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Sprint and its corporate parent, Japanese telecommunications giant SoftBank, have decided to drop their pursuit of Bellevue-based T-Mobile US after conceding that antitrust regulators would block a deal in an industry that is dominated by just a few large players, a person briefed on the matter said Tuesday.

The decision, made at a Sprint board meeting Tuesday afternoon, is the second failed effort by large U.S. wireless carriers to merge in three years.

And it represents a serious blow by SoftBank to develop a big challenger to the two giants of the U.S. cellphone industry, Verizon and AT&T.

The end of the deal leaves open the question of what paths Sprint and T-Mobile will forge as smaller competitors to the titans of their industry.

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Combined, the two control less than a third of the U.S. wireless market.

Shares in T-Mobile fell nearly 9 percent in after-hours trading Tuesday, while Sprint’s shares tumbled 15 percent after the markets had closed.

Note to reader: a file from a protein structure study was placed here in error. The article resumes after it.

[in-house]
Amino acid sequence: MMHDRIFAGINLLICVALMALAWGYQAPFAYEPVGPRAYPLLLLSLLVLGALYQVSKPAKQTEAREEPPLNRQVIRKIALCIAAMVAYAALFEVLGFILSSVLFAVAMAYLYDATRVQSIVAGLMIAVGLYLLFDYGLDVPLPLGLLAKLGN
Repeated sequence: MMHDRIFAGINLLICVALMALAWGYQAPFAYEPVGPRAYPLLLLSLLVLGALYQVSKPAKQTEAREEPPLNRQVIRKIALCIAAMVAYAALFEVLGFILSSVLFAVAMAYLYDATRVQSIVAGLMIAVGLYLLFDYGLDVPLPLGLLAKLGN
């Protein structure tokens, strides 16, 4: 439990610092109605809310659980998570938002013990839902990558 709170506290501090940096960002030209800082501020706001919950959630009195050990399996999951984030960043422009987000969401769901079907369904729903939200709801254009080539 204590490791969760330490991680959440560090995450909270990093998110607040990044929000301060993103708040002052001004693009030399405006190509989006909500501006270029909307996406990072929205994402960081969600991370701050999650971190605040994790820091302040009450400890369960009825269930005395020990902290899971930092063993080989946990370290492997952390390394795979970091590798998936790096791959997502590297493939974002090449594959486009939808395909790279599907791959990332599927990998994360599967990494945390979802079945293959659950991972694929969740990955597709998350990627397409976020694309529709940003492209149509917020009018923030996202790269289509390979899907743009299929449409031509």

In recent years, T-Mobile has shaken up the industry with an array of novel pricing plans, gaining admirers among analysts and investors, but Sprint has lost customers for several quarters as it struggles to upgrade its network.

Sprint on Wednesday is expected to announce that it will replace its current chief executive, Dan Hesse, with Marcelo Claure, the person briefed on the matter said.

Claure is the founder of Brightstar, a wireless services company that sold a majority stake in itself to SoftBank last year.

The end of the talks leaves open the question of what Deutsche Telekom, T-Mobile’s majority owner, will do next.

The German telecommunications company has signaled that it would like to sell its T-Mobile stake, and a deal with Sprint would have been the quickest path to that.

Already this year, both Comcast and AT&T have announced deals meant to bolster their reach.

But the existence of both transactions — Comcast’s $45 billion takeover of Time Warner Cable and AT&T’s $49 billion purchase of DirecTV — has made the Obama administration wary of concentrating too much power in the hands of too few companies.

In 2011, AT&T’s attempts to buy T-Mobile for $39 billion failed after the Obama administration sued to block the deal.

T-Mobile and Sprint had discussed a potential deal worth about $32 billion, people said at the time.

A French mobile upstart, Iliad, disclosed last week that it had bid $15 billion for a 56.6 percent stake in T-Mobile US.

But Deutsche Telekom spurned the offer as not competitive and inferior to the bid planned by Sprint. Iliad is reportedly seeking additional partners to shore up its bid.

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